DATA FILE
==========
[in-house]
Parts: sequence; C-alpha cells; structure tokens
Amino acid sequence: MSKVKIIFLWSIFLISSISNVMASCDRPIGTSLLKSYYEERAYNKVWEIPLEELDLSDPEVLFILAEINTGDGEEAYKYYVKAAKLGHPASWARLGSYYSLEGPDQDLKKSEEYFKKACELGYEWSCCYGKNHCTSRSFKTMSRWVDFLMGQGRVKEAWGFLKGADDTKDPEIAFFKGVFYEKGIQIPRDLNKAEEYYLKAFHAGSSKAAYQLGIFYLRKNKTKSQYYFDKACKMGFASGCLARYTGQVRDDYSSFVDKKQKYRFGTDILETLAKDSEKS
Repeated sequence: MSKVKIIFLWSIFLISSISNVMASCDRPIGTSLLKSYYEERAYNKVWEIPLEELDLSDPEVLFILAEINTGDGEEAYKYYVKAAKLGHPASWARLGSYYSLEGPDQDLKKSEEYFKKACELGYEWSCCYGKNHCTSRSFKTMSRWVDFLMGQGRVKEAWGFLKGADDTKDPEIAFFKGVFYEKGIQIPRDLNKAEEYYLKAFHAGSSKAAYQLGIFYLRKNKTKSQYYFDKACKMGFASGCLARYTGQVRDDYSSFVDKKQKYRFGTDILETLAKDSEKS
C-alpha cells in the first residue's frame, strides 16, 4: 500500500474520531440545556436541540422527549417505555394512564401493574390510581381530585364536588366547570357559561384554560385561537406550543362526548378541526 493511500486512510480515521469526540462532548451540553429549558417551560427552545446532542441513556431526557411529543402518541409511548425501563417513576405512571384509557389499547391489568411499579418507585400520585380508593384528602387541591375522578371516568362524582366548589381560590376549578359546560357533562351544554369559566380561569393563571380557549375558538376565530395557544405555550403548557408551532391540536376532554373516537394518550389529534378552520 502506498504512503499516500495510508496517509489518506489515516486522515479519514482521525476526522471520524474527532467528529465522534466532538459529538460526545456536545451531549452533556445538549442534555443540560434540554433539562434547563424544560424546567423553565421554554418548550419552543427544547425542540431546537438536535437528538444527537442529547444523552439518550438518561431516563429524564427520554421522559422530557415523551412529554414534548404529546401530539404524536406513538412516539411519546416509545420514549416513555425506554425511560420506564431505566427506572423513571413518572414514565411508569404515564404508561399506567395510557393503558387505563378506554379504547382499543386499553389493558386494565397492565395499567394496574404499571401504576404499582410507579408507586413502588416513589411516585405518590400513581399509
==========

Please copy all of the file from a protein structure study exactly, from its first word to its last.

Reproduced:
[in-house]
Parts: sequence; C-alpha cells; structure tokens
Amino acid sequence: MSKVKIIFLWSIFLISSISNVMASCDRPIGTSLLKSYYEERAYNKVWEIPLEELDLSDPEVLFILAEINTGDGEEAYKYYVKAAKLGHPASWARLGSYYSLEGPDQDLKKSEEYFKKACELGYEWSCCYGKNHCTSRSFKTMSRWVDFLMGQGRVKEAWGFLKGADDTKDPEIAFFKGVFYEKGIQIPRDLNKAEEYYLKAFHAGSSKAAYQLGIFYLRKNKTKSQYYFDKACKMGFASGCLARYTGQVRDDYSSFVDKKQKYRFGTDILETLAKDSEKS
Repeated sequence: MSKVKIIFLWSIFLISSISNVMASCDRPIGTSLLKSYYEERAYNKVWEIPLEELDLSDPEVLFILAEINTGDGEEAYKYYVKAAKLGHPASWARLGSYYSLEGPDQDLKKSEEYFKKACELGYEWSCCYGKNHCTSRSFKTMSRWVDFLMGQGRVKEAWGFLKGADDTKDPEIAFFKGVFYEKGIQIPRDLNKAEEYYLKAFHAGSSKAAYQLGIFYLRKNKTKSQYYFDKACKMGFASGCLARYTGQVRDDYSSFVDKKQKYRFGTDILETLAKDSEKS
C-alpha cells in the first residue's frame, strides 16, 4: 500500500474520531440545556436541540422527549417505555394512564401493574390510581381530585364536588366547570357559561384554560385561537406550543362526548378541526 493511500486512510480515521469526540462532548451540553429549558417551560427552545446532542441513556431526557411529543402518541409511548425501563417513576405512571384509557389499547391489568411499579418507585400520585380508593384528602387541591375522578371516568362524582366548589381560590376549578359546560357533562351544554369559566380561569393563571380557549375558538376565530395557544405555550403548557408551532391540536376532554373516537394518550389529534378552520 502506498504512503499516500495510508496517509489518506489515516486522515479519514482521525476526522471520524474527532467528529465522534466532538459529538460526545456536545451531549452533556445538549442534555443540560434540554433539562434547563424544560424546567423553565421554554418548550419552543427544547425542540431546537438536535437528538444527537442529547444523552439518550438518561431516563429524564427520554421522559422530557415523551412529554414534548404529546401530539404524536406513538412516539411519546416509545420514549416513555425506554425511560420506564431505566427506572423513571413518572414514565411508569404515564404508561399506567395510557393503558387505563378506554379504547382499543386499553389493558386494565397492565395499567394496574404499571401504576404499582410507579408507586413502588416513589411516585405518590400513581399509